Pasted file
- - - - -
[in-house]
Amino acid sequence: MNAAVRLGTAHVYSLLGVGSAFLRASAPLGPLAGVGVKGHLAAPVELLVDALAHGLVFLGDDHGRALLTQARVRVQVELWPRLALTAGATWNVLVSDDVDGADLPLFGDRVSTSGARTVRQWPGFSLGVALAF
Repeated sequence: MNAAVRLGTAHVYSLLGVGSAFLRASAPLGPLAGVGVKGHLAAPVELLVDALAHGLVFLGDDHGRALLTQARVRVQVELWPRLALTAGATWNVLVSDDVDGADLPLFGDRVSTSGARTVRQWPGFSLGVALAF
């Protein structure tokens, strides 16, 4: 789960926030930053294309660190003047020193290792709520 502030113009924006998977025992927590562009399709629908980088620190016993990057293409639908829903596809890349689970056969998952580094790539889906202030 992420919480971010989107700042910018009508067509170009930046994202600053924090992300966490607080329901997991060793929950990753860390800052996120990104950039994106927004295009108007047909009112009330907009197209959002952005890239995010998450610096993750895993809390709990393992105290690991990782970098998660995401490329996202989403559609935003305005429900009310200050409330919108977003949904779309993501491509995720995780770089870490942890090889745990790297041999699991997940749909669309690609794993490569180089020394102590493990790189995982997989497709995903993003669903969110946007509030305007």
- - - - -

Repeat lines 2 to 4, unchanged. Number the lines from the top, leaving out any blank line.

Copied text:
Amino acid sequence: MNAAVRLGTAHVYSLLGVGSAFLRASAPLGPLAGVGVKGHLAAPVELLVDALAHGLVFLGDDHGRALLTQARVRVQVELWPRLALTAGATWNVLVSDDVDGADLPLFGDRVSTSGARTVRQWPGFSLGVALAF
Repeated sequence: MNAAVRLGTAHVYSLLGVGSAFLRASAPLGPLAGVGVKGHLAAPVELLVDALAHGLVFLGDDHGRALLTQARVRVQVELWPRLALTAGATWNVLVSDDVDGADLPLFGDRVSTSGARTVRQWPGFSLGVALAF
């Protein structure tokens, strides 16, 4: 789960926030930053294309660190003047020193290792709520 502030113009924006998977025992927590562009399709629908980088620190016993990057293409639908829903596809890349689970056969998952580094790539889906202030 992420919480971010989107700042910018009508067509170009930046994202600053924090992300966490607080329901997991060793929950990753860390800052996120990104950039994106927004295009108007047909009112009330907009197209959002952005890239995010998450610096993750895993809390709990393992105290690991990782970098998660995401490329996202989403559609935003305005429900009310200050409330919108977003949904779309993501491509995720995780770089870490942890090889745990790297041999699991997940749909669309690609794993490569180089020394102590493990790189995982997989497709995903993003669903969110946007509030305007």